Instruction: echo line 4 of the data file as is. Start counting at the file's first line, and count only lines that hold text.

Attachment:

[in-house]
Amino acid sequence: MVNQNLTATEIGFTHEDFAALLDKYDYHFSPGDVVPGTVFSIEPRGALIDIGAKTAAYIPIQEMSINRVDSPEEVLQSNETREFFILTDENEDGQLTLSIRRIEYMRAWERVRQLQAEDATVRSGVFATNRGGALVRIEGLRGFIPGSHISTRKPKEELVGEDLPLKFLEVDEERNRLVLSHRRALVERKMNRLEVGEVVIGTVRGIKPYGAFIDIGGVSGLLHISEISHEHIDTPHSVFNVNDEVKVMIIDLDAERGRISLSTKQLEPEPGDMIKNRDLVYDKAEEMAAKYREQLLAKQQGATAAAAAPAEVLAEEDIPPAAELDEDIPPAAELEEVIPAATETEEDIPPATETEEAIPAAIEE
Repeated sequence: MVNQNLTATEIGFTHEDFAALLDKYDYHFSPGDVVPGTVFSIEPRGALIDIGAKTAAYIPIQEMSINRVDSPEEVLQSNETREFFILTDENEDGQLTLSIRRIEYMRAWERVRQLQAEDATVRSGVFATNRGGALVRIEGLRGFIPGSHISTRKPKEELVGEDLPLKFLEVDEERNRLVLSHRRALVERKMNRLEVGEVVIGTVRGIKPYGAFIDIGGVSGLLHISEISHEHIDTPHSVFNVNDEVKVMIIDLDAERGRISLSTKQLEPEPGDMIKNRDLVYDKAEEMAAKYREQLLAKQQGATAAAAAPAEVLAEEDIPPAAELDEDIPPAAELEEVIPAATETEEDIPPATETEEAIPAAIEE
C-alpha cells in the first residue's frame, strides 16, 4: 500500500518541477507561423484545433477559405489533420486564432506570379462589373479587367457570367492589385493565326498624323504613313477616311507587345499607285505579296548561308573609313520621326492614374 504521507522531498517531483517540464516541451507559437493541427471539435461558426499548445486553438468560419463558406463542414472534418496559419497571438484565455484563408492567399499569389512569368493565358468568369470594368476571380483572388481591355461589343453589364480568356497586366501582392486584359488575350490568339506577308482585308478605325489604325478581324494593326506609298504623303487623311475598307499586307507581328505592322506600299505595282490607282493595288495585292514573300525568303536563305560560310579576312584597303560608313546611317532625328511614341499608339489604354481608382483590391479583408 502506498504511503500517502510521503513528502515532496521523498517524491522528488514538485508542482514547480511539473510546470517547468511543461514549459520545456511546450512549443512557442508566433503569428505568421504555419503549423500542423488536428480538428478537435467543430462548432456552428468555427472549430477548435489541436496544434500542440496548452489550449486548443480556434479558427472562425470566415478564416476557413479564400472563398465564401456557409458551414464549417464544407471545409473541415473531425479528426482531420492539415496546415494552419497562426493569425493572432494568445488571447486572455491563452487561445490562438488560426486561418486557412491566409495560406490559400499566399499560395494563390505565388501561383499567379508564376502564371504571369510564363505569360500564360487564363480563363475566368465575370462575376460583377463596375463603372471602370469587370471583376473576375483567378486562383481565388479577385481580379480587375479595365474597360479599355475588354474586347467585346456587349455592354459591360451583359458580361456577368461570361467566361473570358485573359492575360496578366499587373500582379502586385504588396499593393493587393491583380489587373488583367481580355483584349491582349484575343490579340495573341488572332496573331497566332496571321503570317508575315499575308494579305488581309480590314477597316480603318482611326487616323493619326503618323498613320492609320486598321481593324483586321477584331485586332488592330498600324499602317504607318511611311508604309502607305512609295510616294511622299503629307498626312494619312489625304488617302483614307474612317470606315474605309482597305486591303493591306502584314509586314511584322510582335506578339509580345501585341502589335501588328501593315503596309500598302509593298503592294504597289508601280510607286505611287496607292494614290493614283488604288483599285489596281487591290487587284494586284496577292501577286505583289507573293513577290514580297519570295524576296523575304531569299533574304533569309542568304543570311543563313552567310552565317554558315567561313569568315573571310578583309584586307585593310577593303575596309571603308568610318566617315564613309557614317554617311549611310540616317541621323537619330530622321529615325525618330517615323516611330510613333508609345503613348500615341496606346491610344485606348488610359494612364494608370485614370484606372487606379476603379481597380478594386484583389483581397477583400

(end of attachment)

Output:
C-alpha cells in the first residue's frame, strides 16, 4: 500500500518541477507561423484545433477559405489533420486564432506570379462589373479587367457570367492589385493565326498624323504613313477616311507587345499607285505579296548561308573609313520621326492614374 504521507522531498517531483517540464516541451507559437493541427471539435461558426499548445486553438468560419463558406463542414472534418496559419497571438484565455484563408492567399499569389512569368493565358468568369470594368476571380483572388481591355461589343453589364480568356497586366501582392486584359488575350490568339506577308482585308478605325489604325478581324494593326506609298504623303487623311475598307499586307507581328505592322506600299505595282490607282493595288495585292514573300525568303536563305560560310579576312584597303560608313546611317532625328511614341499608339489604354481608382483590391479583408 502506498504511503500517502510521503513528502515532496521523498517524491522528488514538485508542482514547480511539473510546470517547468511543461514549459520545456511546450512549443512557442508566433503569428505568421504555419503549423500542423488536428480538428478537435467543430462548432456552428468555427472549430477548435489541436496544434500542440496548452489550449486548443480556434479558427472562425470566415478564416476557413479564400472563398465564401456557409458551414464549417464544407471545409473541415473531425479528426482531420492539415496546415494552419497562426493569425493572432494568445488571447486572455491563452487561445490562438488560426486561418486557412491566409495560406490559400499566399499560395494563390505565388501561383499567379508564376502564371504571369510564363505569360500564360487564363480563363475566368465575370462575376460583377463596375463603372471602370469587370471583376473576375483567378486562383481565388479577385481580379480587375479595365474597360479599355475588354474586347467585346456587349455592354459591360451583359458580361456577368461570361467566361473570358485573359492575360496578366499587373500582379502586385504588396499593393493587393491583380489587373488583367481580355483584349491582349484575343490579340495573341488572332496573331497566332496571321503570317508575315499575308494579305488581309480590314477597316480603318482611326487616323493619326503618323498613320492609320486598321481593324483586321477584331485586332488592330498600324499602317504607318511611311508604309502607305512609295510616294511622299503629307498626312494619312489625304488617302483614307474612317470606315474605309482597305486591303493591306502584314509586314511584322510582335506578339509580345501585341502589335501588328501593315503596309500598302509593298503592294504597289508601280510607286505611287496607292494614290493614283488604288483599285489596281487591290487587284494586284496577292501577286505583289507573293513577290514580297519570295524576296523575304531569299533574304533569309542568304543570311543563313552567310552565317554558315567561313569568315573571310578583309584586307585593310577593303575596309571603308568610318566617315564613309557614317554617311549611310540616317541621323537619330530622321529615325525618330517615323516611330510613333508609345503613348500615341496606346491610344485606348488610359494612364494608370485614370484606372487606379476603379481597380478594386484583389483581397477583400